Providence St. Joseph Health (PSJH) has teamed up with Microsoft to develop and deploy an AI-driven cloud-based health IT system across its US hospitals and care facilities.

The multi-year alliance will combine the power of Microsoft’s cloud, AI, research capabilities and collaboration tools with the clinical expertise and care environments of the national, not-for-profit health organisation to help clinicians diagnose and treat patients.

The move is part of Microsoft’s latest run at the healthcare business after previous efforts, including acquiring IT software called Amalga, which aggregates medical data for doctors to draw broader conclusions, failed to gain much traction.

Dr Rod Hochman, CEO of PSJH, said: “Providence St. Joseph Health has been on a journey to transform healthcare and achieve a vision of health for a better world.

“We’re excited to accelerate that journey by collaborating with Microsoft.

“Together, we’ll support doctors, nurses and all caregivers by equipping them with innovative tools and technology that make it easier to do the vitally important work of improving lives.”


What benefits the partnership between Providence St. Joseph Health and Microsoft will bring to the hospital

Microsoft recently released a report called How AI can enable a Sustainable Future that predicted the technology will contribute more than $15tn to the global economy by 2030.

Providence, which owns hospitals in Washington and six other states, will use the Azure cloud platform on Microsoft 365 to enable further productivity through data-driven clinical and operational decision-making by doctors.

Microsoft’s Azure server enables AI and machine learning to quickly filter through large volumes of collected data to generate useful information.

Interoperability standards like Fast Healthcare Interoperability Resources (FHIR) will also be incorporated, which use theoretical and logical models to provide a system for the exchange of data between healthcare applications.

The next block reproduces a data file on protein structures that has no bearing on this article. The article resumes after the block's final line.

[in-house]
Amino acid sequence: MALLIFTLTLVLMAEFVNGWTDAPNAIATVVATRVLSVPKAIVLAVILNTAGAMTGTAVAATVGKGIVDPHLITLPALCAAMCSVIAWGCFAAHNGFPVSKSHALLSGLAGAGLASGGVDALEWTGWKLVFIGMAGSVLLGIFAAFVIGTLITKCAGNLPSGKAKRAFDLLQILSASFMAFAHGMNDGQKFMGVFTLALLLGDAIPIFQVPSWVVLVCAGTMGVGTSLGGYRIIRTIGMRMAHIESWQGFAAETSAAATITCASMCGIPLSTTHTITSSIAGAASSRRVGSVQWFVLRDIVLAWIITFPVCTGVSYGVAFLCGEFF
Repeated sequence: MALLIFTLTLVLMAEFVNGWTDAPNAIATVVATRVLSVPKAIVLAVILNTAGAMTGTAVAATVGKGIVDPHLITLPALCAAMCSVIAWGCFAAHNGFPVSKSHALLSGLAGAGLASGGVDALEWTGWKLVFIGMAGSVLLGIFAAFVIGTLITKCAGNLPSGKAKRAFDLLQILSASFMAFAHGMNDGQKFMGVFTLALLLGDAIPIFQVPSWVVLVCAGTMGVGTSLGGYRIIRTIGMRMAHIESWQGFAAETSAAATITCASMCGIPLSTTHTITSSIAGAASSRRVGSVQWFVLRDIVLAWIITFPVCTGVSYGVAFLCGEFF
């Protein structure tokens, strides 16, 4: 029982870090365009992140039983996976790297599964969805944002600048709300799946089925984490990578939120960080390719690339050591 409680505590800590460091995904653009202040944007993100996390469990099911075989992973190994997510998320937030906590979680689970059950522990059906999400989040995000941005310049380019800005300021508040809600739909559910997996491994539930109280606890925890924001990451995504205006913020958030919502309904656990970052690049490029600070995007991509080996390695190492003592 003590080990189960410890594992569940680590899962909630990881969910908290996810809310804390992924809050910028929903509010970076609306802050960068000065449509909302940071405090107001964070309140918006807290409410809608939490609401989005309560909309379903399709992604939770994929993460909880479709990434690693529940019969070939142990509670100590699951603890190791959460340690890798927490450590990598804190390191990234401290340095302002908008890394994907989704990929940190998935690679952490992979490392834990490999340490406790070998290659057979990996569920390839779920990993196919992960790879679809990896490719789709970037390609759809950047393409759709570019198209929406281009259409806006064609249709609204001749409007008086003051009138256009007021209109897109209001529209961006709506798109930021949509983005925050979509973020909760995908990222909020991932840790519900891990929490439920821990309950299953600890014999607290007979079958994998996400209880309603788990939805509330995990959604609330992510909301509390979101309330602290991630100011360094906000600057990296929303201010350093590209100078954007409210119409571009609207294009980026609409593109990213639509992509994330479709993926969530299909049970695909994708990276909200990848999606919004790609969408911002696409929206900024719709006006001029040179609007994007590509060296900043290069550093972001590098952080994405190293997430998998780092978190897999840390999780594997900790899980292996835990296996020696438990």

This will be used along with other Microsoft 365 services, such as Teams for PSJH’s 119,000 caregivers, and Dynamics 365 to support patient engagement.

The new effort will also involve improving the electronic medical record so that it’s easier for doctors, nurses and other healthcare providers to access and share information.

The initial roll-out to these platforms will be at the PSJH hospital in Seattle, with the aim being to eventually scale these innovations across  its entire health system.

Providence St. Joseph Health hospital
Providence’s 119,000 caregivers will begin using tools including Microsoft Teams and Dynamics 365 as part of the initiative (Credit: Wikimedia)

Satya Nadella, CEO of Microsoft, said: “Our alliance with Providence St. Joseph Health brings together the expertise of one of the largest and most comprehensive health systems in the country with the power of Azure, Microsoft 365 and Dynamics 365.

“Our ambition is to accelerate Providence St. Joseph Health’s digital transformation and to build new innovations together that are designed to improve health care delivery and outcomes.”

Still in its early stages, the two organisations ultimately plan to develop a portfolio of integrated products designed using natural language processing and machine learning to improve health outcomes and reduce the total cost of care.

Earlier this year the company launched a series of new tools built on its Azure cloud platform meant to allow more efficient communication among providers and secure sharing of personal health information.

These include new the Health Insurance Portability and Accountability Act compliant communications tools for healthcare teams to better coordinate and collaborate, as well as a customisable bot that can be used to build healthcare-oriented virtual assistants and chatbots.

In addition, UCLA Health announced in May a partnership with Microsoft Azure cloud services to use healthcare data for medical research and precision medicine as the tool also enables the health system to employ predictive analytics to improve disease prevention.